Circus Oz Moves House

This is a great article about Circus Oz’s new premises in Collingwood.  The fabulous interiors are designed by Lovell Chen.  Circus Oz are holding lessons in their new space, and will soon relocate their delightful Melba Spiegeltent to the outdoor area for performances.  This is great news for all Melbournians (particularly us northsiders)!

Article by Daniella Casamento, republished from Agenda Matters, first published in The Melbourne Review, April 2014.

Heritage architects Lovell Chen worked closely with Circus Oz to design their new home in Collingwood. Picture: Trevor Mein, courtesy Arts Victoria, Lovell Chen Collection.

AFTER 36 years Circus Oz has set down permanent roots in a purpose-built facility on the site of the former Collingwood Technical School.

Throughout the early days of January, a lifetime collection of props, costumes and lighting rigs began to fill shelves in purpose designed and refurbished rooms while vintage posters papered previously empty walls in communal spaces. The satisfaction of all who have been involved in the project is palpable but as they look to the future, they also honour the past.

Inside the main entry on Perry Street, a red arch decorates a doorway to the Nanjing Bicycle Pagoda. The memorial room is named in honour of the Nanjing Acrobatic Troupe brought to Australia from China by Carrillo Gantner in 1982 and who helped to train Australian acrobats. The semi-basement room is used as bicycle parking and offers the first hint of the company’s history. Black and white photographs of Chinese acrobats hang on semi-rendered brick walls alongside quotes written in Chinese calligraphy and translated into English. ‘Miss 1 day training the acrobat knows. Miss 2 days training the coach knows. Miss 3 days training the audience knows.’ 

In 2011 the architectural team led by Kai Chen, Director of heritage architects Lovell Chen, undertook a substantial site analysis for Arts Victoria which owns the site. The red brick and render façades along the Perry Street frontage remain and much of the existing buildings were refurbished and adapted during the $15 million redevelopment. Sections of the building at the centre of the site were demolished to allow for two large rehearsal rooms and new offices designed by Felipe Reynolds, set designer and interior designer for Circus Oz.

Anne-Marie Treweeke, Associate Director of Lovell Chen, says they worked closely with Circus Oz over a period of 10 years to understand their client’s needs. This resulted in the aim to relocate to premises which would allow the company to create the shows and replicate performance conditions outside the circus tent.

Many windows allow views into both rehearsal rooms. Picture: Trevor Mein, courtesy of Arts Victoria, Lovell Chen Collection.

Annie Davey, who joined Circus Oz as a performer more than 25 years ago, is now the building coordinator and says the main rehearsal room has an unobstructed height of 15m. “It’s literally and figurative the heart of the circus,” she says of the many windows which allow views into the room from all aspects of the building. “We have the capacity to put two rows of seats around the perimeter, the full band, full rigging and everything, so suddenly we’ve got the capacity to rehearse the show as is before we move into the tent which we’ve never had before,” she explains. “This is phenomenal for us.”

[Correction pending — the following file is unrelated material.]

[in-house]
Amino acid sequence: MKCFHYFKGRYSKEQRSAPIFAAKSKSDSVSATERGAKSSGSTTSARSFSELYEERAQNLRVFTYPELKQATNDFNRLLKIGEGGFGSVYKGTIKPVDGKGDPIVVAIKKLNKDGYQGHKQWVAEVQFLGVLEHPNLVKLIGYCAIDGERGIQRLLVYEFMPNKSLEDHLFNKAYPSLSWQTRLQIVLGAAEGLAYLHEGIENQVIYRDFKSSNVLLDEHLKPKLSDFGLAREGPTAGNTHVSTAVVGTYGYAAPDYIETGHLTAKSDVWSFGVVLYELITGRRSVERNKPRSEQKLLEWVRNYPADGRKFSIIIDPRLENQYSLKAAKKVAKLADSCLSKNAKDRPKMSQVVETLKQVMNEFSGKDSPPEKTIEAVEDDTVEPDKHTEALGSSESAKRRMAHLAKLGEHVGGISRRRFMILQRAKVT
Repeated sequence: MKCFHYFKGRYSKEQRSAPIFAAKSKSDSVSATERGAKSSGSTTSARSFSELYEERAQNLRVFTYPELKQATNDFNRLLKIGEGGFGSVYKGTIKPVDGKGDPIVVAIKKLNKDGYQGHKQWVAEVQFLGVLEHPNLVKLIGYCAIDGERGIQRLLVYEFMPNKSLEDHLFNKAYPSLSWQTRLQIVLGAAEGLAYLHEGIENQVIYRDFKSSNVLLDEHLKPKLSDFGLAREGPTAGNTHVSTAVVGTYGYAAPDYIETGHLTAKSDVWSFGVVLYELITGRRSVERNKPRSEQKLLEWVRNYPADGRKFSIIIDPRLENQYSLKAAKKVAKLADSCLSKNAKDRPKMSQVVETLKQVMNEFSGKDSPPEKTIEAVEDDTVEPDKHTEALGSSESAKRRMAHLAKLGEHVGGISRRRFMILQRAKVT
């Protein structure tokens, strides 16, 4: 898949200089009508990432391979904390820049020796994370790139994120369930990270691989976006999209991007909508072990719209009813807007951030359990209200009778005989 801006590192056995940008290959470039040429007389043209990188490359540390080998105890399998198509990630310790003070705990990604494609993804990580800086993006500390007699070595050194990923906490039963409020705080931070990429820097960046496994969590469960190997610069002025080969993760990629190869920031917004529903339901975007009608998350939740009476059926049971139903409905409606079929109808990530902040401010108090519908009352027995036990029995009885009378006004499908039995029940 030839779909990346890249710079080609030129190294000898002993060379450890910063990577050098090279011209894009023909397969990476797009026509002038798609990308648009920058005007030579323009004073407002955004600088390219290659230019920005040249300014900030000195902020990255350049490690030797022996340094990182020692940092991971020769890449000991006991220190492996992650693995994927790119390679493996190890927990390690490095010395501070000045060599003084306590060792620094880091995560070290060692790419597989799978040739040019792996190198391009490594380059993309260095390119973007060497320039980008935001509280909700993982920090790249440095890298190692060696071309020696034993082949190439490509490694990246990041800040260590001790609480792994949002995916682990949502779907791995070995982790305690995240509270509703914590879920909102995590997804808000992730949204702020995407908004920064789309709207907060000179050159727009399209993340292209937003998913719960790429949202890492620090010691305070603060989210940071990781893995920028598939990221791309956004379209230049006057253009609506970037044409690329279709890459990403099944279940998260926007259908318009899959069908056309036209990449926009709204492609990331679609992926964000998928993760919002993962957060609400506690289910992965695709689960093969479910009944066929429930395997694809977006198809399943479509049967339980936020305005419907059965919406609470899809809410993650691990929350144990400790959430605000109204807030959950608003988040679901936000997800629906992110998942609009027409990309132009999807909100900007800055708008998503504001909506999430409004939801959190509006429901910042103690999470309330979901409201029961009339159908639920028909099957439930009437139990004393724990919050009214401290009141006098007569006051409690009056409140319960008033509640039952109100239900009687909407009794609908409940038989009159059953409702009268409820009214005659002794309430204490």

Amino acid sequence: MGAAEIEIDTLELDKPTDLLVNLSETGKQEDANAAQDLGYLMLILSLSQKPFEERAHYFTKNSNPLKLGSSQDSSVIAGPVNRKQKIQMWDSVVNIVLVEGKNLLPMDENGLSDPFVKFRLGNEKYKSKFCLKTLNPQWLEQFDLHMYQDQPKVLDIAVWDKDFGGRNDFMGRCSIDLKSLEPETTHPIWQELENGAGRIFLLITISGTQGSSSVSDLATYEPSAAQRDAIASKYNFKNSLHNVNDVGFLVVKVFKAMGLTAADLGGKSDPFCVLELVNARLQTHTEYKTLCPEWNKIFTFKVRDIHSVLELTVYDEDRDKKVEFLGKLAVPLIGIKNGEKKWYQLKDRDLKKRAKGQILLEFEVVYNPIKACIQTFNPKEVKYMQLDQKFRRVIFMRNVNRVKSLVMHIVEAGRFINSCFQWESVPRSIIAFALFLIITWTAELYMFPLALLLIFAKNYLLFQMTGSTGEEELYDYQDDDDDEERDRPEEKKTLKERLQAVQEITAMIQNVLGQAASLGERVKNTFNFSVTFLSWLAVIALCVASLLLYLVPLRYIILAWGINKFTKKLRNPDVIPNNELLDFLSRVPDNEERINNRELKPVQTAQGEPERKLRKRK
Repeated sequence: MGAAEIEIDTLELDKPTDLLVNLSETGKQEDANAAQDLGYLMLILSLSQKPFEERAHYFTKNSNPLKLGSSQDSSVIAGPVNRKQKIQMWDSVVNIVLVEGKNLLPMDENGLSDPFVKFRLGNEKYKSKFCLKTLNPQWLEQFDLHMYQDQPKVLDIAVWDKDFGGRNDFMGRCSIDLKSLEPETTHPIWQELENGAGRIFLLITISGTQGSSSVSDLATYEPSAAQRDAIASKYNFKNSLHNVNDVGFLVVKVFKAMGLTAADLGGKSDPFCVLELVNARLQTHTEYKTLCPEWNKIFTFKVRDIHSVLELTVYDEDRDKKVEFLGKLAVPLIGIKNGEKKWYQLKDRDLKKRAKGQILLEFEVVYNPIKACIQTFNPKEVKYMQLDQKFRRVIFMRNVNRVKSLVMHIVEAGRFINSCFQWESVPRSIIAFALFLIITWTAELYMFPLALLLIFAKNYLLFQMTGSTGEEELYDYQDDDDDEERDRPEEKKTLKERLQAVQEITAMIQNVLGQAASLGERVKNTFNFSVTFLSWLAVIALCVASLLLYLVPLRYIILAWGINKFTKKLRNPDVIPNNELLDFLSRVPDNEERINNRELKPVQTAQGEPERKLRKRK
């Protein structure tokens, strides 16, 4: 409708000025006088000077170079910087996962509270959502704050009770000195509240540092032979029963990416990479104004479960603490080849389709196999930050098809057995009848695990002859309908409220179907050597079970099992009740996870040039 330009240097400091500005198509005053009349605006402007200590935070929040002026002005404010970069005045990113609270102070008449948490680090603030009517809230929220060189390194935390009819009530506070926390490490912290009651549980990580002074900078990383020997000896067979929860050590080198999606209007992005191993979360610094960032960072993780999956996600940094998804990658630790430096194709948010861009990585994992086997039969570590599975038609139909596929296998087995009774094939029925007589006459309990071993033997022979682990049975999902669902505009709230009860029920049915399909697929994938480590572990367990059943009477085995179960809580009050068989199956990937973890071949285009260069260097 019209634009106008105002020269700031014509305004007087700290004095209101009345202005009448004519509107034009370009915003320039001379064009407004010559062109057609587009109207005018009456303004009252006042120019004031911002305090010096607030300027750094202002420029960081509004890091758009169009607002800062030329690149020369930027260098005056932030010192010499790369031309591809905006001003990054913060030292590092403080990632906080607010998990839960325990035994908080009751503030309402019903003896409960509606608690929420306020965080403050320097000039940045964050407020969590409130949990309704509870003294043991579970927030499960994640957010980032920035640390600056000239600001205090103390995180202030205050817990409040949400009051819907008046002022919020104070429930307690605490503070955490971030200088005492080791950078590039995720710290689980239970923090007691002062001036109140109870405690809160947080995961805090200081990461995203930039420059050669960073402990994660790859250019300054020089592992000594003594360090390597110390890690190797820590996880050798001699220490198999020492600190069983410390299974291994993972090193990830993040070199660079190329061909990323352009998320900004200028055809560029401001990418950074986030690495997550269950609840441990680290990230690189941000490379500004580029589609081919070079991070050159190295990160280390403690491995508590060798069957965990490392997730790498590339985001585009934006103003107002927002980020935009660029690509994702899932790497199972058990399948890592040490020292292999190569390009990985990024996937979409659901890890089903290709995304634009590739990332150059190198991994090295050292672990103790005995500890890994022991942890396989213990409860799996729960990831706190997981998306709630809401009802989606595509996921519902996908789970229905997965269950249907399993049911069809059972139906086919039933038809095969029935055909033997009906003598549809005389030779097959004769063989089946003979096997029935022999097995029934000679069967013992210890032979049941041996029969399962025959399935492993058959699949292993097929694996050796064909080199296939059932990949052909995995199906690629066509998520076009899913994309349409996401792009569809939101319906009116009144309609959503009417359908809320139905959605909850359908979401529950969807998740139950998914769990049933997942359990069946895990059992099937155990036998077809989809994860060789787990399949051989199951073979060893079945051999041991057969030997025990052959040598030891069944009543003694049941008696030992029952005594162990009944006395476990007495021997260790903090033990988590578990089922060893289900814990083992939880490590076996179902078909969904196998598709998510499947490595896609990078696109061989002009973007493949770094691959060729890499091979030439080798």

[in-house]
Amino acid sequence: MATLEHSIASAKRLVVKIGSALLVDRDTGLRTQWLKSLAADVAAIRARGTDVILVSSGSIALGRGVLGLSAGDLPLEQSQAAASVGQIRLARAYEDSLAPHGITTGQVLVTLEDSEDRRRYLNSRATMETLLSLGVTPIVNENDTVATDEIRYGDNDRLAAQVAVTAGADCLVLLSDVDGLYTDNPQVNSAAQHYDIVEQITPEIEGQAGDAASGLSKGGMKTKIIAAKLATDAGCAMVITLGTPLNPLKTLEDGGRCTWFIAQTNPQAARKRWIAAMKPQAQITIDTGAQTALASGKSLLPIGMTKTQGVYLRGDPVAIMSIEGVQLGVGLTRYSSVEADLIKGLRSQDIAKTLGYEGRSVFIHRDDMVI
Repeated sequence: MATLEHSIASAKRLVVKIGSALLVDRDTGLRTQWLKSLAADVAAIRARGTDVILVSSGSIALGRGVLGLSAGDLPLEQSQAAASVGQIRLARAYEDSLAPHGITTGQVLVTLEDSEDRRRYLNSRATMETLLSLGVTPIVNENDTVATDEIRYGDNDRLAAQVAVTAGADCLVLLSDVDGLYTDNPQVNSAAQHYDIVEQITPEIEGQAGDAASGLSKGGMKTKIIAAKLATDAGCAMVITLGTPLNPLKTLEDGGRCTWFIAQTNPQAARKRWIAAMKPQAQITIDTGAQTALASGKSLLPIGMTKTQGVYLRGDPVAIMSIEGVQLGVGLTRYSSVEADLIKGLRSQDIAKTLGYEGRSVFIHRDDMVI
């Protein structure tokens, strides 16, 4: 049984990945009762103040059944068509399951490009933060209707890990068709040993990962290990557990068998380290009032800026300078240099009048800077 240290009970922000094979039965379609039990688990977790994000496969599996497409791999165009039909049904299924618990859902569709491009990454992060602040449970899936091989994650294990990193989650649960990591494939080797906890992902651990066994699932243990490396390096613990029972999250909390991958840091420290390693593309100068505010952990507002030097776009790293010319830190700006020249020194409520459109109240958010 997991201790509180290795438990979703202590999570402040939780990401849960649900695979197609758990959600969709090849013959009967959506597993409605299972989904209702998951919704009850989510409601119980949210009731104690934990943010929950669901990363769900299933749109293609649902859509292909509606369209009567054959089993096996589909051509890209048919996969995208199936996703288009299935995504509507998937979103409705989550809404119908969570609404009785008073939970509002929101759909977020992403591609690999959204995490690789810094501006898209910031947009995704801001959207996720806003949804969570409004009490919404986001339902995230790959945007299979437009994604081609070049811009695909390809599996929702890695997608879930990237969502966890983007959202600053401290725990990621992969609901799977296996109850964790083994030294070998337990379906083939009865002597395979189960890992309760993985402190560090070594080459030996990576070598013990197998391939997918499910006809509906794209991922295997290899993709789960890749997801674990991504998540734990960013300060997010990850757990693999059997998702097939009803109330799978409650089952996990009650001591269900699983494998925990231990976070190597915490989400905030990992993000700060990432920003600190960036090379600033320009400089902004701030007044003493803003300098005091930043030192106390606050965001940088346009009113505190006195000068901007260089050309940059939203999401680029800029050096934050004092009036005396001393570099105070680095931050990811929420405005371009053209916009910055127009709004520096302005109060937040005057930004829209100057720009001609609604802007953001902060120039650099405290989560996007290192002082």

The smaller rehearsal room has an unobstructed height of almost 12m and is also used for trapeze training. It boasts multiple rigging points, new crash mats and a panel in the floor which lifts up to reveal a tumbling pit full of foam. “The room will be used for ongoing classes where previously, classes had to work around rehearsals,” Davey says.

A band room is accessible to both rehearsal spaces by two stacking doors. Sightlines to performing aerialists governed the height of the doors which governed the height of the floor above. “It’s all to do with having the right cues,” Davey says “because sometimes the band might need to improvise.”

One of two rehearsal rooms in the Circuz Oz building which was completed in December 2013. Picture: Trevor Mein, Courtesy Arts Victoria, Lovell Chen Collection.

 An enclosed ‘street’ extends the full length of the building and replaces a laneway between Block C and Block D of the former school. Behind the refurbished brick walls and windows of Block C is an archive room, large workshop and prop storage adjacent to the loading bay.  The opposite wall features marine ply boxes with coloured Perspex panels and a black painted steel open stairwell that leads to the Green Room and kitchen which overlooks the street.  Here, staff and performers delight in the wall of newspaper clippings and other memorabilia.

Environmentally sustainable design criteria resulted in the installation of movement sensitive lighting, narrow slot windows which sit above the sawtooth ceiling in the street and a passive cooling system with vents that open up at night to allow warm air to escape. The programmable timer can be overridden if needed and heating is through radiant panels. Considered design also sees the main toilet block shared with Circus Oz staff, performers and the public who will eventually come to see shows in the Melba Spiegeltent when it is relocated from Docklands to the adjacent onsite carpark. “Circus Oz is a very communal company and this suited their philosophy” Treweeke says of the building that already feels like home.

circusoz.com

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